Nokia Lumia 2520: Poor value even with the nice bits

Nokia's first tablet does have some pleasing features but its hefty price tag is likely to be a turn-off.

Graph for Nokia Lumia 2520: Poor value even with the nice bits

The Nokia 2520 is an elegant and well featured tablet but it'’s too expensive and its Windows RT operating system lacks apps that you can expect to get with Android or Apple tablets.

Nokia’s phone and tablet business now belongs to Microsoft and the pair partnered up before the buyout in an agreement that would see Nokia concentrate on smartphones based on Windows operating systems.

While there have been plenty of Nokia Windows phones, the 2520 is the first Windows RT tablet from Nokia.

The jury is still out on Windows RT, which cannot run the extensive software library available for regular Windows and has its own app library that must be downloaded through the Microsoft Store.

Windows RT does not have the market share that Apple’s iOS and Google’s Android platforms have and subsequently developers don’t automatically create RT versions of apps.

Where this can hurt is at special events where there is often a handy iOS and Android app accompanying the gig but nothing for Windows RT or for that matter, Windows Phone, the smartphone sibling of Windows RT.

That said, the 2520 is a cute looking thing, especially if you choose one of the optional bright colours for the polycarbonate back plate. While the review unit came in basic black, I also saw a red one that looked quite flash.

Underneath the hood there’s a 2.2Ghz, ARM-based quad core processor coupled to 2GB of system memory that makes short work of browsing, video watching, light gaming and running the RT version of Microsoft Office, bundled in as part of the package.

There’s 32GB of storage memory, which can be boosted via the unit’s micro SD card as well as nicely integrated cloud storage through Microsoft’s OneDrive service.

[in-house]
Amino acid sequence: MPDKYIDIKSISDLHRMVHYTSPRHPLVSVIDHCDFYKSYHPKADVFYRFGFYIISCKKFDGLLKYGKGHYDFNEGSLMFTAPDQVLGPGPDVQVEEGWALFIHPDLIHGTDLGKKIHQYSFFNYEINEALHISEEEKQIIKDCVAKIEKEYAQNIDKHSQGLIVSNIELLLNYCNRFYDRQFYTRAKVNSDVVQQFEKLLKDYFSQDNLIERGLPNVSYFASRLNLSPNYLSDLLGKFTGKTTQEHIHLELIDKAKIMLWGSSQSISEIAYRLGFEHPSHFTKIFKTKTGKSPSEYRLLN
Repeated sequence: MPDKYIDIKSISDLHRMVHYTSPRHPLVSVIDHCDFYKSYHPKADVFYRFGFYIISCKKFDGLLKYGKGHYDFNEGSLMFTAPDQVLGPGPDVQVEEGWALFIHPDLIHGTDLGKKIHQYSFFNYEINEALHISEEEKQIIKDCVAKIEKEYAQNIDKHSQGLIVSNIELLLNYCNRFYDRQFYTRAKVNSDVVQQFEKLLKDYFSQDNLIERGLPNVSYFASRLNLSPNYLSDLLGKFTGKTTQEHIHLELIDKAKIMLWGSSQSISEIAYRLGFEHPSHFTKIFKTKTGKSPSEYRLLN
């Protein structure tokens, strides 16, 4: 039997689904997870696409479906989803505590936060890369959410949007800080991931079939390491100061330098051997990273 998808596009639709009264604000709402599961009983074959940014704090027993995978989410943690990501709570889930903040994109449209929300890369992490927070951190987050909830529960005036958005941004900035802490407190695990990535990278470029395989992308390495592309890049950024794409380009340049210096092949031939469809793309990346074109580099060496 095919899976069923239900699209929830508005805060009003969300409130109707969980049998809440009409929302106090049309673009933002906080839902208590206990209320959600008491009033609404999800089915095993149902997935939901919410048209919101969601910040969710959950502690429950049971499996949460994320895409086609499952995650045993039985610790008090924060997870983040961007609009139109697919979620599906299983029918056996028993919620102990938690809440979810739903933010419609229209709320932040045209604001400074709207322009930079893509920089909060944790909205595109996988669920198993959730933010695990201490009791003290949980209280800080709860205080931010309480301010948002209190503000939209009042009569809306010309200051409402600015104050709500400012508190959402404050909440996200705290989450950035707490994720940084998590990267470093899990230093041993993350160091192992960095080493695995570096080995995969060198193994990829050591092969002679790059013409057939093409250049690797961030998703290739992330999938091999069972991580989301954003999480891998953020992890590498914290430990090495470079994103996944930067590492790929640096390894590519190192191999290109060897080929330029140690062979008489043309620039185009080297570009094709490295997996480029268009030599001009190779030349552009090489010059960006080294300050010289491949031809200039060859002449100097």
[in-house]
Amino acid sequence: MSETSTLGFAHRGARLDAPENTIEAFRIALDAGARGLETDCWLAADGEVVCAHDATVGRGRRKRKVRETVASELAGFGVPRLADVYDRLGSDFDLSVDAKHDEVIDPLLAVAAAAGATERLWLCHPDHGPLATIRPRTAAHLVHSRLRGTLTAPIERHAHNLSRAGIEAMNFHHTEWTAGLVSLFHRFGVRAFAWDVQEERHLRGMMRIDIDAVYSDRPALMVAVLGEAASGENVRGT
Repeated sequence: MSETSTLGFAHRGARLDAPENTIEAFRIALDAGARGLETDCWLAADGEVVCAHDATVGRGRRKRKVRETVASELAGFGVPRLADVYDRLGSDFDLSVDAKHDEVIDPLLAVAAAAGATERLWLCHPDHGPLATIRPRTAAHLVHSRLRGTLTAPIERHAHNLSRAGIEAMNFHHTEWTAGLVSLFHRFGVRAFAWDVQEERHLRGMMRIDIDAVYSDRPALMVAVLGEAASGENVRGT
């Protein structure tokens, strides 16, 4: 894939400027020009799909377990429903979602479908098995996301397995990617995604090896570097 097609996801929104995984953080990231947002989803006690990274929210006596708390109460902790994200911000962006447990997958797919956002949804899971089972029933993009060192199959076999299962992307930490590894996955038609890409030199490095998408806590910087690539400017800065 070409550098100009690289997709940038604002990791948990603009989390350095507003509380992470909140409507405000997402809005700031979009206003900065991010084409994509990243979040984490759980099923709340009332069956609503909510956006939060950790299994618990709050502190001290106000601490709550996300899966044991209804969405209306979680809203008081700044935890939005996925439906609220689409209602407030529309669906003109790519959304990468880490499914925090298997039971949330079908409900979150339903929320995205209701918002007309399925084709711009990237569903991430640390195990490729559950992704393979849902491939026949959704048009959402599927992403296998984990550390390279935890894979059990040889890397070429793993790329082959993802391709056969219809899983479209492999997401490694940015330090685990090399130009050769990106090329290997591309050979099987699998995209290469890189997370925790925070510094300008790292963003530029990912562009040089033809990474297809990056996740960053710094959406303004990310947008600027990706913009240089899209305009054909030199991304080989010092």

The 2520 has extra mobility credentials in that it can take a mobile broadband SIM card (with support for 4G LTE) and doesn’t have to tether to a smartphone for bandwidth when you are out in the wild.

The 10.1-inch screen is excellent with full HD 1920 x 1080 pixel resolution and very good viewing angles and impressive brightness. I found just 75 to 80 per cent brightness was enough to have the colours really pop out of the screen. It also works well outside in the glare. This is one of the better screens I have sampled on a tablet and beats the one on the Microsoft Surface 2 tablet while rivalling the display on Apple’s iPad Air.

Around the back there’s a useful 6.7 megapixel camera and a 1.2 megapixel camera at the front for video conferencing and selfies.

An annoyance is that you cannot charge the 2520 using a plain old USB lead like you can the Nokia smartphones. Instead there’s a proprietary charger with a cable that fits into a port on the lower left of the device.

The high-rate charger does have the advantage of goosing the tablet to 80 per cent charge capacity in an hour but you must remember to carry the thing when travelling.

I’d much prefer both options with USB cable charging available for emergencies.

There is a USB 3.0 port for plugging in thumb drives and accessories such as a mouse.

The sweet screen, 4G mobile broadband, speedy operation and bundled in Microsoft Office are all nice features to have on a tablet, which Nokia says is aimed at the mobile small business market.

If Nokia is correct about the target market then I expect many customers will plump for the ­optional Power Keyboard, which is both a substantial cover that completely encloses the 2520 and folds out into a stand with a decent, chiclet style keyboard with a touch pad.

The Power Keyboard also adds extra battery capacity, which bolsters the already beefy 8000 mAh internal battery and supplies an extra four to five hours of juice as well as a pair of extra USB ports. A problem with the stand is that it has only one position, unlike the neat dual angle prop stand that’s included in Microsoft’s Surface 2 tablet.

Now for the sticker shock moment. The 2520 costs a hefty $840 outright and the Power Keyboard adds an extra $240, which means you are paying well over a grand for a Windows RT tablet you can type on.

Compare that to $529 for Microsoft’s Surface 2 plus another $150 for the Surface’s Type Cover accessory keyboard and the 2520 begins looking like poor value even with the nice bits.

At the moment the 2520 is only available through Telstra and Nokia argues that many will buy it on a two-year plan that ­includes 4G data and hides the high outright price. Maybe, we shall see.